TABLE 2
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Table 2 Studies examining prognostic and/or predictive value of ATR, CHK1, CHK2, and WEE1 in solid malignancies.

CHK1 and CHK2

According to TCGA pan cancer studies (23), the most frequent genetic alterations of CHEK1 is deep deletion, which is most commonly found in testicular germ cell tumors (~8.7%) and uveal melanoma (5%). CHEK1 point mutations are most frequently found in endometrial cancer (~3.8%) and in lung squamous-cell carcinoma (~2.1). Overall, CHEK1 genetic alterations in various cancer types are rare (Supplementary Figure 3). With regard to CHEK2, most frequent genetic alterations are point mutations, which are seen in 6.4% of endometrial cancer. Generally, multiple different kinds of CHK2 genetic alterations are found over various cancer types, including deep deletions, amplifications, gene fusions and rarely also multiple gene alterations in the same patient (Supplementary Figure 4) (23).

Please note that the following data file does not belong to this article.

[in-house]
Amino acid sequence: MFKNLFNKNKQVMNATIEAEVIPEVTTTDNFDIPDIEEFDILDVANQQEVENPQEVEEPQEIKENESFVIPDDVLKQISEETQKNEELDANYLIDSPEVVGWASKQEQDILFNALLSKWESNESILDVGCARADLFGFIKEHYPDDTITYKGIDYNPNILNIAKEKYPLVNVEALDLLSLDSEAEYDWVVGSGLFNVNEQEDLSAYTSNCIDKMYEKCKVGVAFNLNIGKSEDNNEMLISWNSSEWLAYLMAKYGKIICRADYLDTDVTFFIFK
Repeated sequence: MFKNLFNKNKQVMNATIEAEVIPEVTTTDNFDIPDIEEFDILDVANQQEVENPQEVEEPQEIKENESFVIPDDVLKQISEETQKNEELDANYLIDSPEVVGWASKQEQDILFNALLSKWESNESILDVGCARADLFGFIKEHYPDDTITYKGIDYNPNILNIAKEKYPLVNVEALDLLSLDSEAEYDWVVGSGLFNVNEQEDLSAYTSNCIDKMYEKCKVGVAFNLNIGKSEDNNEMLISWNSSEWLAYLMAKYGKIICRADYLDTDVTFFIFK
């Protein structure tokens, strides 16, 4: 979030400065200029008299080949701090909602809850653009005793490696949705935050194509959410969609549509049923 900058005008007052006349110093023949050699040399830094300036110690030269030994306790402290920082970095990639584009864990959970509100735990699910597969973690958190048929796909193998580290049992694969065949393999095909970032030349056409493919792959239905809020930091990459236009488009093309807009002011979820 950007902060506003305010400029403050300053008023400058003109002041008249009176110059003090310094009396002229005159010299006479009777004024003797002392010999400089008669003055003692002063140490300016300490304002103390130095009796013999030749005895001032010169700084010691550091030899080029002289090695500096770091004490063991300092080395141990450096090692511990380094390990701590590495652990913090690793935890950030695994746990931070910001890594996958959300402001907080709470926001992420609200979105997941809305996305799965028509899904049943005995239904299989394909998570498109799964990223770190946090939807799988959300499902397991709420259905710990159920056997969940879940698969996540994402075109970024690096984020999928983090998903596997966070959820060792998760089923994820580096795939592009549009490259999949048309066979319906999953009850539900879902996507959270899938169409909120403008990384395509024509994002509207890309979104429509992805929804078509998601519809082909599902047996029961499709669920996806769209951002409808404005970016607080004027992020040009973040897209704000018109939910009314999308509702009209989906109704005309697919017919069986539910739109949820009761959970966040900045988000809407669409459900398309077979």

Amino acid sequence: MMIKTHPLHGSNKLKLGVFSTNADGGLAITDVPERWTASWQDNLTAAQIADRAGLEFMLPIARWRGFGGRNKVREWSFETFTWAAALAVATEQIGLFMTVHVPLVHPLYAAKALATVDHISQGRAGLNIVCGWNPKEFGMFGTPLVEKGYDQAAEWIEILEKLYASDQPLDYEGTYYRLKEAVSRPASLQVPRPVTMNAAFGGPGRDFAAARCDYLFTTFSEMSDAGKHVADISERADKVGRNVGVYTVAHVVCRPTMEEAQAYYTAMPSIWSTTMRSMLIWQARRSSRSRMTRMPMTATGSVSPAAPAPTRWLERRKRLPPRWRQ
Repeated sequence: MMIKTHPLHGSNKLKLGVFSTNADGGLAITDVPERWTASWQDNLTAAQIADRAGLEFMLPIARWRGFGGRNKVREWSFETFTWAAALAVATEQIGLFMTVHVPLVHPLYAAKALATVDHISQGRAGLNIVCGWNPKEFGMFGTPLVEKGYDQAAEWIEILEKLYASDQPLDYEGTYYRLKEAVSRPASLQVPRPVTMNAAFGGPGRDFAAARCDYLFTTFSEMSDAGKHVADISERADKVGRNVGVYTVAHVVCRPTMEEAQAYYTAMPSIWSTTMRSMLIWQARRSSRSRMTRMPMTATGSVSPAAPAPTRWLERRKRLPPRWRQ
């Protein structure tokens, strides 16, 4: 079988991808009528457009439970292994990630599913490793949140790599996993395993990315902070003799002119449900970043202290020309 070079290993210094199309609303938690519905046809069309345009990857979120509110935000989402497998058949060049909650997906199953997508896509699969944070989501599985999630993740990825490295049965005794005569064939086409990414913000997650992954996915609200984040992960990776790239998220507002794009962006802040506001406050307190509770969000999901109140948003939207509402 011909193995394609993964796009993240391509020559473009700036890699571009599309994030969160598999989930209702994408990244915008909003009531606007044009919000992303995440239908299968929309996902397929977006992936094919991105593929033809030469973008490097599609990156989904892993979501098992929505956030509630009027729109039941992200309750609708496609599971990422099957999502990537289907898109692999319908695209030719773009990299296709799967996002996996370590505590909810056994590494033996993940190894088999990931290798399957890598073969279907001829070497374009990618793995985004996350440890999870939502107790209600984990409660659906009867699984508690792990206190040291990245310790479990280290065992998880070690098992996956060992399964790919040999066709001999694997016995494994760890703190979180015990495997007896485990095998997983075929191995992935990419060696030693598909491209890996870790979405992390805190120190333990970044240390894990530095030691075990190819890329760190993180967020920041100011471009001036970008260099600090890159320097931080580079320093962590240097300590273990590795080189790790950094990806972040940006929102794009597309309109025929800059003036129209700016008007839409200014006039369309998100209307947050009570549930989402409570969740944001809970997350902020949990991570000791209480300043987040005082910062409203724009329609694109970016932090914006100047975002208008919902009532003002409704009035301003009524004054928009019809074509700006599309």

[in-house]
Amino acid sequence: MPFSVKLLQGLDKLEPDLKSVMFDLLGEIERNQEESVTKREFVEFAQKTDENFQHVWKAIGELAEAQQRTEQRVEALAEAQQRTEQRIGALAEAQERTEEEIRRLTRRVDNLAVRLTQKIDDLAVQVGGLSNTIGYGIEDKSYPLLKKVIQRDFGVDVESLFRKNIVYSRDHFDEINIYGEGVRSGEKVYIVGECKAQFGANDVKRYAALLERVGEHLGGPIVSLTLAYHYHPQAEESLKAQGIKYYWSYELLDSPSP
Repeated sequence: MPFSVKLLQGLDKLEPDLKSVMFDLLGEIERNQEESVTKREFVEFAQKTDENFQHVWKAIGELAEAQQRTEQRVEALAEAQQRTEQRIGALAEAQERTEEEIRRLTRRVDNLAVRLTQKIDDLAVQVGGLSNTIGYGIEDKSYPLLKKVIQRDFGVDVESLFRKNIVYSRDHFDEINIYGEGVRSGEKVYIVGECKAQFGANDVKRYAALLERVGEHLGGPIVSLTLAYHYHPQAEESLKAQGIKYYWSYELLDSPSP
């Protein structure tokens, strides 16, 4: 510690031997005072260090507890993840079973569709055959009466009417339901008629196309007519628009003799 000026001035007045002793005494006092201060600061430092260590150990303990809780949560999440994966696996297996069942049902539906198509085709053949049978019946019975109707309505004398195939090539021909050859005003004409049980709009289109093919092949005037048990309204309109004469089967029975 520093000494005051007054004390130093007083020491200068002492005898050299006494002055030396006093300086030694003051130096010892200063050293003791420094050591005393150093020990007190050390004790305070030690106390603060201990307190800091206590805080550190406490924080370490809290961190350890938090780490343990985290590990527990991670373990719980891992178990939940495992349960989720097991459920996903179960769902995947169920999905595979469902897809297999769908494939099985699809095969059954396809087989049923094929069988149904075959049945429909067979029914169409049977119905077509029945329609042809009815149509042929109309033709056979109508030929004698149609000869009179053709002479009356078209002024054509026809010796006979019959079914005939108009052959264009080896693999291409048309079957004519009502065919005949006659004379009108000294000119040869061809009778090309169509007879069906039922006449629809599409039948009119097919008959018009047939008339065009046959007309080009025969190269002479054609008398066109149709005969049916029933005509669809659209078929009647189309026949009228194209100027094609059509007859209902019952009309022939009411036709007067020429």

Kilpivaara et al. investigated CHK2 protein expression by immunohistochemistry in tissue microarrays from 611 breast cancer patients and the presence of CHK2 germline mutations in 1,297 breast cancer patients. The authors found CHK2 protein expression to be decreased in 21.1% of breast cancer patients, whilst germline mutations were detectable in 2.5% of patients. Tumors with low CHK2 expression were characterized by large primary tumors (pT3-4, p=0.002) compared to tumors with normal staining (56).